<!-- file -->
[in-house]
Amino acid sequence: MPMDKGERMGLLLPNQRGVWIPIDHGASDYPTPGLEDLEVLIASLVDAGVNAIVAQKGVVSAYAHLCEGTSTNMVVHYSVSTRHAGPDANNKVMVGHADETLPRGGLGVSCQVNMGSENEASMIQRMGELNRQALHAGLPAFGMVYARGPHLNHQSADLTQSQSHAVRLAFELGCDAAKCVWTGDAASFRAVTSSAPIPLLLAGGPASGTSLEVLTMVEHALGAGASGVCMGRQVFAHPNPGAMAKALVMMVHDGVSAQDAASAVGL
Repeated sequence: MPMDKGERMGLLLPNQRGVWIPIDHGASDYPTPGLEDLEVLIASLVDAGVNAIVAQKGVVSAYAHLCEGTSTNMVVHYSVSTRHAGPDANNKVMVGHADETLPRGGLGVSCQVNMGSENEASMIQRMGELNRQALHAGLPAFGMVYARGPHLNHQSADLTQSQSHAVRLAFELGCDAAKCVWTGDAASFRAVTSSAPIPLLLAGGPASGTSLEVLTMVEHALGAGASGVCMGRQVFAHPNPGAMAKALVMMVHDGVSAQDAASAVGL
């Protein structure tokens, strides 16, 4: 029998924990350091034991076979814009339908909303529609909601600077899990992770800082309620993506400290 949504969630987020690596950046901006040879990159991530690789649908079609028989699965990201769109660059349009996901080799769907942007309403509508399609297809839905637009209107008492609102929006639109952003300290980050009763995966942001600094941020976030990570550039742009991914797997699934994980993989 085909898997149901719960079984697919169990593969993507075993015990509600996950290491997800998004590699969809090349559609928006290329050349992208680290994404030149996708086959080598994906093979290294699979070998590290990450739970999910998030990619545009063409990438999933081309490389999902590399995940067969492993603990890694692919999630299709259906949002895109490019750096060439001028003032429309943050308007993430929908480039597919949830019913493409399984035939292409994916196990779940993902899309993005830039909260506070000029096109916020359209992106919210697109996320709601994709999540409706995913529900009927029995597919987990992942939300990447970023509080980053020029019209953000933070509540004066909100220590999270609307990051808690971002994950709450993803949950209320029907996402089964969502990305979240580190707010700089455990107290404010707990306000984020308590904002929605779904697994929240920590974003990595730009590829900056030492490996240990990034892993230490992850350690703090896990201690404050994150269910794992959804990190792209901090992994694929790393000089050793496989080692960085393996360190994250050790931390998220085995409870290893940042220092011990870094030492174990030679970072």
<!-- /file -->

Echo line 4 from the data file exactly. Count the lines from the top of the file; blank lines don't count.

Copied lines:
């Protein structure tokens, strides 16, 4: 029998924990350091034991076979814009339908909303529609909601600077899990992770800082309620993506400290 949504969630987020690596950046901006040879990159991530690789649908079609028989699965990201769109660059349009996901080799769907942007309403509508399609297809839905637009209107008492609102929006639109952003300290980050009763995966942001600094941020976030990570550039742009991914797997699934994980993989 085909898997149901719960079984697919169990593969993507075993015990509600996950290491997800998004590699969809090349559609928006290329050349992208680290994404030149996708086959080598994906093979290294699979070998590290990450739970999910998030990619545009063409990438999933081309490389999902590399995940067969492993603990890694692919999630299709259906949002895109490019750096060439001028003032429309943050308007993430929908480039597919949830019913493409399984035939292409994916196990779940993902899309993005830039909260506070000029096109916020359209992106919210697109996320709601994709999540409706995913529900009927029995597919987990992942939300990447970023509080980053020029019209953000933070509540004066909100220590999270609307990051808690971002994950709450993803949950209320029907996402089964969502990305979240580190707010700089455990107290404010707990306000984020308590904002929605779904697994929240920590974003990595730009590829900056030492490996240990990034892993230490992850350690703090896990201690404050994150269910794992959804990190792209901090992994694929790393000089050793496989080692960085393996360190994250050790931390998220085995409870290893940042220092011990870094030492174990030679970072």